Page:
Khan predicts exponential economic growth in 2017

Koobonye Ramokopelwa
Tuesday, 18 April 2017
Khan predicts exponential economic growth in 2017

The domestic economy will accelerate at a much faster pace in 2017 compared to last year, a top economist from leading global lender, Standard Chartered plc Razia Khan has told business leaders during her visit to Botswana last week. The country, which has experienced back to back  droughts and fall in diamond sales looks set to return to glory days this year, picked mainly by diamonds, the mainstay of the economy. “Growth will be better this year,” said a confident Khan at an event organised by Standard Chartered Bank Botswana and Botswana Investment and Trade Centre (BITC). However, the British-based economist did not disclose the forecast rate of growth when quizzed by Botswana Guardian afterwards. Earlier this year, Finance and Economic Development minister, Kenneth Matambo said the economy is expected to have grown by 2, 9 percent in 2016, after contracting by 1, and 7 percent the year before. Fresh data from Statistics Botswana shows that real Gross Domestic Product (GDP) expanded by 4,3 percent in 2016. Khan, who is Standard Chartered Africa economist, stated that the economy will expand more this year due to several factors. Chief among others will be diamonds sales, which have started the year on a high note. Sales from De Beers, a company that sells Botswana diamonds have jumped notably since the year commenced. Last week, the world’s No. 1 diamond producer achieved a marginal increase in sales in the third sales cycle of this year to $580million (about P5, 8billion), from the $545million (P5, 4billion) in sales in the second sales cycle. There is also ‘a lot of optimism’ from major economies where Botswana diamonds are consumed.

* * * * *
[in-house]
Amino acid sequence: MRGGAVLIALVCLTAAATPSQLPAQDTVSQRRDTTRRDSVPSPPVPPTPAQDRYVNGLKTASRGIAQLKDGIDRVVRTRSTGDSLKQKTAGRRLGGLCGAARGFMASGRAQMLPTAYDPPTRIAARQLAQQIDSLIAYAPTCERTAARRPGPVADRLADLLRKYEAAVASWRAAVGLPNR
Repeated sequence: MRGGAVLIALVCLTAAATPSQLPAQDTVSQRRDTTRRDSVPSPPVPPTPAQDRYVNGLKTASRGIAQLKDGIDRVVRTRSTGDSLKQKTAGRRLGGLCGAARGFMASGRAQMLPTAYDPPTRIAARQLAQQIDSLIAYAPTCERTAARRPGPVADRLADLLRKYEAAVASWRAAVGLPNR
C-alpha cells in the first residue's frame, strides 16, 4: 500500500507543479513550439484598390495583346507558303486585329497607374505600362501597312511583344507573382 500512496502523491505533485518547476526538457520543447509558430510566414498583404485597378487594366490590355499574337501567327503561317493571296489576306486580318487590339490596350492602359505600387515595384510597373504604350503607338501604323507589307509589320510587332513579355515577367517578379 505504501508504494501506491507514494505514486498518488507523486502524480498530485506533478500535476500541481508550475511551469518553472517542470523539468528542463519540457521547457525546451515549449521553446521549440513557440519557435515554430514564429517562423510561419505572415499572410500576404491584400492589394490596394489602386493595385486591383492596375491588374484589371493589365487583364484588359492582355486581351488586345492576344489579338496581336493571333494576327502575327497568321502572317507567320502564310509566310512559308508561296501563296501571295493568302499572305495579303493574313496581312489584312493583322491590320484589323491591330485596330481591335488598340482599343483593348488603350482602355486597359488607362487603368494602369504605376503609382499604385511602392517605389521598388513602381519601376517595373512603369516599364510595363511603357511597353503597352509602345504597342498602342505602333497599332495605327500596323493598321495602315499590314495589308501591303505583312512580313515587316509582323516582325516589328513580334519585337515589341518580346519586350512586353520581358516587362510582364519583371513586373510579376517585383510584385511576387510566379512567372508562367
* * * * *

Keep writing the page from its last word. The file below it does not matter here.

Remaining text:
United States of America’s economy is also picking up, after much uncertainty post Donald Trump’s election as the 45th President of the world’s biggest economy last year. Copper prices have also jumped. This will however not benefit Botswana since its biggest copper producer, BCL mine is undergoing a liquidation process.  In the Asian region, consumer confidence has also jumped, a plus for Botswana which is looking at the area to expand its diamond sales, away from traditional US market. Despite Britain’s exit from the European Union (EU), the region’s economic prospects look promising. Domestically, the Botswana’s economic fortunes will be boosted by the impact of Economic Stimulus Programme which was introduced two years ago. The programme, which is in its last year, has been budgeted at well over P3bilion for three years. Its target sectors are projects that can prop-up the economy within a short time. On other matters, Khan cautioned that, while public spending is important to drive economic growth in any country, it is also critical to have a vibrant private sector which can stand on its own. Botswana’s private sector depends on government expenditure for survival, a trend which does not sit well with analysts such as Khan as this cannot be sustained in the long run.

Public spending cannot sustain the economy, she stressed. “Even communist China realised this in the 1970s,” pointed out Khan. For the private sector to thrive there is need for government to provide conducive environment. More and more companies in Botswana have complained about the ‘ease of doing business’. It takes quite a considerable amount of days to register a company, let alone to be issued a trading certificate. Some South African companies in the retail sector are having it tough when they seek trading licences. Government has tightened the criterion used to allow foreign citizens to work in Botswana. BITC Acting Chief Executive, Meshack Tshekedi told attendants of the forum that they are working with government to address numerous areas that are found to be negatively affecting the ease of doing business in the country which turned 50 years last September.  Hotel and Tourism Association Botswana’s Chief Executive, Lilly Korong expressed disappointment that, government has been slow to come up with new ways of improving ease of doing business which also affects the hospitality and tourism industry. “There is too much talk, but there is no action,” she said worriedly. During the Standard Chartered/BITC forum, there were renewed calls for Botswana to diversify its economy away from mining, whose performance is affected mainly by external factors.

Last modified on Tuesday, 18 April 2017 15:04

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